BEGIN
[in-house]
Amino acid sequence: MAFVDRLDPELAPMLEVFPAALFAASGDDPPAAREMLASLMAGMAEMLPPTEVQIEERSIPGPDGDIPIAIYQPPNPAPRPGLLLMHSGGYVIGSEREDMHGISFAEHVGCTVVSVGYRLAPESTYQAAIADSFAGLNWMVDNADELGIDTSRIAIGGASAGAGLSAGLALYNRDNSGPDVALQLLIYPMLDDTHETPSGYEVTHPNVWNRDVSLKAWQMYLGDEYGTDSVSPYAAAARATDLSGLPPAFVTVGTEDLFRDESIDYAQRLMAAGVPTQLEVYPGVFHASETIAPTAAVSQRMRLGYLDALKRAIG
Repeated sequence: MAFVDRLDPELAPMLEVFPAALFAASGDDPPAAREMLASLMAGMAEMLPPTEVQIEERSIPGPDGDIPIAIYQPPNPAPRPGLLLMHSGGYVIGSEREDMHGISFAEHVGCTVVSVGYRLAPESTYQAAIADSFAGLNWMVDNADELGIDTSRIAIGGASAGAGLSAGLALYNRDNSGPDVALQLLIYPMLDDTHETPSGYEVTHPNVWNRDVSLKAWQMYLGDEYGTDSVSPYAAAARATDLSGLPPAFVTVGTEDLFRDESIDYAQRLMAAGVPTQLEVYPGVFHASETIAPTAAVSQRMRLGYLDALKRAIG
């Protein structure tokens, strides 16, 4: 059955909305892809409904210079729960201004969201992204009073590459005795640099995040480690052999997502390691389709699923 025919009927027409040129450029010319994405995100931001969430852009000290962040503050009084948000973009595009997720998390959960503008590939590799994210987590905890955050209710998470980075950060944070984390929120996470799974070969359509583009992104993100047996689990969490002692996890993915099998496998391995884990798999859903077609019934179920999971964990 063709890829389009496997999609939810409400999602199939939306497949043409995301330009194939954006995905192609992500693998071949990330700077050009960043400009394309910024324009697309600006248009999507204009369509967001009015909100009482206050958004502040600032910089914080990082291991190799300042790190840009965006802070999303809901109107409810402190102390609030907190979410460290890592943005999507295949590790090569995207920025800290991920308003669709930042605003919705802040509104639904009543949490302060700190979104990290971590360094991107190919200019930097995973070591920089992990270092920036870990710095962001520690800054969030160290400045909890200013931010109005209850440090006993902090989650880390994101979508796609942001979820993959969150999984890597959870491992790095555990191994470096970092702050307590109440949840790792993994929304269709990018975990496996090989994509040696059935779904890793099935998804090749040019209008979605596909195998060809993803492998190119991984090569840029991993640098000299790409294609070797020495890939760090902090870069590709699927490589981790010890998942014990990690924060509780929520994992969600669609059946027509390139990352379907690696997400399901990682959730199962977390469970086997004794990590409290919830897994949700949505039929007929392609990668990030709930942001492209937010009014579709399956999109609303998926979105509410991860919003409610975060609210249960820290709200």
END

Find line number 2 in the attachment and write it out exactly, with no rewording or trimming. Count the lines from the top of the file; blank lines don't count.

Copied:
Amino acid sequence: MAFVDRLDPELAPMLEVFPAALFAASGDDPPAAREMLASLMAGMAEMLPPTEVQIEERSIPGPDGDIPIAIYQPPNPAPRPGLLLMHSGGYVIGSEREDMHGISFAEHVGCTVVSVGYRLAPESTYQAAIADSFAGLNWMVDNADELGIDTSRIAIGGASAGAGLSAGLALYNRDNSGPDVALQLLIYPMLDDTHETPSGYEVTHPNVWNRDVSLKAWQMYLGDEYGTDSVSPYAAAARATDLSGLPPAFVTVGTEDLFRDESIDYAQRLMAAGVPTQLEVYPGVFHASETIAPTAAVSQRMRLGYLDALKRAIG